Analytic solution

Obviously, that won’t do in practice. Suppressing lambdas for ease of notation, the key fact is: e^{-\lambda \zeta}=1-\zeta. We want to show that \lambda e^{-\lambda \zeta}<1. Substituting

\lambda=-\frac{\log(1-\zeta)}{\zeta},

means that it is required to show:

-\frac{1-\zeta}{\zeta}\log(1-\zeta)<1.

Differentiating the left hand side gives:

\frac{\log(1-\zeta)+\zeta}{\zeta^2}<0,

since of course \log(1-\zeta)=\zeta+\frac{\zeta^2}{2}+\frac{\zeta^3}{3}+\dots. So it suffice to check the result for small \zeta. But, again using a Taylor series:

-\frac{1-\zeta}{\zeta}\log(1-\zeta)=1-\frac12\zeta+O(\zeta^2)<1,

for small \zeta. This gives the required result.

Probabilistic Interpretation and Solution

First, we observe that \lambda e^{-\lambda\zeta}=\lambda(1-\zeta) is the expected number of vertices in the first generation of a \text{Po}(\lambda) whose progeny become extinct. This motivates considering the canonical decomposition of a supercritical branching process Z into the skeleton process and the dual process. The skeleton Z^+ consists of all vertices which have infinitely many successors. It is relatively easy to show that this is a branching process with offspring distribution \text{Po}(\lambda\zeta) conditioned on being positive. The dual process Z^* is a G-W branching process with offspring distribution \text{Po}(\lambda) conditioned on dying. This is the same as a branching process with offspring distribution \text{Po}(\lambda(1-\zeta), by a sprinkling argument, which says that if we begin with a Poisson number of things, then remove each one independently with some fixed probability, the remaining number of things is Poisson also.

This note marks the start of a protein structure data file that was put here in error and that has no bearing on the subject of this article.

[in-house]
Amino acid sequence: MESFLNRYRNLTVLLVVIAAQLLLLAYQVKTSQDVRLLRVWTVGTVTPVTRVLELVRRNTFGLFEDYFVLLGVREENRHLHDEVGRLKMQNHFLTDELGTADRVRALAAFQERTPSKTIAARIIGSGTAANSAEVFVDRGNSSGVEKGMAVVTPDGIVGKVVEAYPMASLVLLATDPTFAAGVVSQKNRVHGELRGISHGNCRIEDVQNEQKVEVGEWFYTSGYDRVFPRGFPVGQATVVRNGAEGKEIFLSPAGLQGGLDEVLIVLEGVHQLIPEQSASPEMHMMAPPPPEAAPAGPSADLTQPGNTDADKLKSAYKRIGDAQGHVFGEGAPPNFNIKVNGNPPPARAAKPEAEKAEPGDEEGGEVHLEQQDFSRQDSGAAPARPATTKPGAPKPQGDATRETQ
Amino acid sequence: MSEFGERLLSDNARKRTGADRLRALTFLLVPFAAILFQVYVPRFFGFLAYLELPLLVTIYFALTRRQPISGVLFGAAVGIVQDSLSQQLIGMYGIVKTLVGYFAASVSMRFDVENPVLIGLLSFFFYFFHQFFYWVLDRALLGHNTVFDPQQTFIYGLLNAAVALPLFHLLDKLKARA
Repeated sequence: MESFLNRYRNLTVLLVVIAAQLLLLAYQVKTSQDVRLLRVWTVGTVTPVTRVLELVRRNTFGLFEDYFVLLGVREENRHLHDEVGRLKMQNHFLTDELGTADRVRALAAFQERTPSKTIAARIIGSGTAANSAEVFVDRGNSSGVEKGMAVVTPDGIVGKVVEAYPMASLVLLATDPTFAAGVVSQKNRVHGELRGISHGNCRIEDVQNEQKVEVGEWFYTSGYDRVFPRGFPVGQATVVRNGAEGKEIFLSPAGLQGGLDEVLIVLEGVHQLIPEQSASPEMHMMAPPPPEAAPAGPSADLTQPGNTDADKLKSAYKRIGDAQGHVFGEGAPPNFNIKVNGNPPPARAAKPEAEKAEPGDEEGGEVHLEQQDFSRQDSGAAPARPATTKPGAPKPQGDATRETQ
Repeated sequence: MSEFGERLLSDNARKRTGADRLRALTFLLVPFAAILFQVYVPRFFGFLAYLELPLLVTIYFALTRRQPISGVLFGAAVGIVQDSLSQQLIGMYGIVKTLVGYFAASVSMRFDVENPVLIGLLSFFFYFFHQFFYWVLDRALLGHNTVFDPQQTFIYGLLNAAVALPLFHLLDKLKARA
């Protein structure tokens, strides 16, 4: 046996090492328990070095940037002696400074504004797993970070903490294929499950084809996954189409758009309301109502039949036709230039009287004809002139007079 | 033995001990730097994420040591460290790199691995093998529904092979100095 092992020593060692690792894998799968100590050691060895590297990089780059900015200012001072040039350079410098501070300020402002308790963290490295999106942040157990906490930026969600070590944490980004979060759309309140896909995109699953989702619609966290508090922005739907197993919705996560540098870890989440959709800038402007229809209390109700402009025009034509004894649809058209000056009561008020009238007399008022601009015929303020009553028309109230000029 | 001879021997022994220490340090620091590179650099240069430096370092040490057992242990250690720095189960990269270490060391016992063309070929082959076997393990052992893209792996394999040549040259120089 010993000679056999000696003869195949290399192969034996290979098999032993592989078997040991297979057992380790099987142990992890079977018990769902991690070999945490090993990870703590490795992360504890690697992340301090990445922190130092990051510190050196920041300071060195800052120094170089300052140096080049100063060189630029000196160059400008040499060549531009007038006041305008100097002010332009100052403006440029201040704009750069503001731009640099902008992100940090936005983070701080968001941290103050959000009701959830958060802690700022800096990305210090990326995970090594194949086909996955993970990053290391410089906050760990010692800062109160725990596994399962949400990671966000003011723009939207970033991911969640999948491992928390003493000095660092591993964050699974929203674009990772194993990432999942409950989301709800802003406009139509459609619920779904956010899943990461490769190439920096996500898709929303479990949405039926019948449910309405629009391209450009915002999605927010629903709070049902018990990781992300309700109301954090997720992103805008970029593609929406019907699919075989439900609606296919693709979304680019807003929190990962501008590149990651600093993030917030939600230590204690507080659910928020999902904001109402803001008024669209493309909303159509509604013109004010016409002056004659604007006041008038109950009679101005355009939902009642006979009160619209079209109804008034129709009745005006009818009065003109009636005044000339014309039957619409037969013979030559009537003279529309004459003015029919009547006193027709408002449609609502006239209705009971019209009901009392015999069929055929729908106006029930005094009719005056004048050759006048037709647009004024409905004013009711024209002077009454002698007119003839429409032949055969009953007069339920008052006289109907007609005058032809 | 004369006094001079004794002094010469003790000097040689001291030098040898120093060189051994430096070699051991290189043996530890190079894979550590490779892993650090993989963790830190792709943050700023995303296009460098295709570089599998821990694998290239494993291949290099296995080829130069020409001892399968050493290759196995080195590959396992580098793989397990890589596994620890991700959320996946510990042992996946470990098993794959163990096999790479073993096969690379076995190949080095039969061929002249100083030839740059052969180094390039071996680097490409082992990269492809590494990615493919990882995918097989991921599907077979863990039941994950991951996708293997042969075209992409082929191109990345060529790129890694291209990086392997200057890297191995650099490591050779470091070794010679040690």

We can construct the original branching process by

  • With probability \zeta, take the skeleton, and affixe independent copies of Z^* at every vertex in the skeleton.
  • With probability 1-\zeta, just take a copy of Z^*.

It is immediately clear that \lambda(1-\zeta)\leq 1. After all, the dual process is almost surely finite, so the offspring distribution cannot have expectation greater than 1. Checking that this is strong is more fiddly. The best way I have come up with is to examine the tail of the distribution of total population size of the original branching process.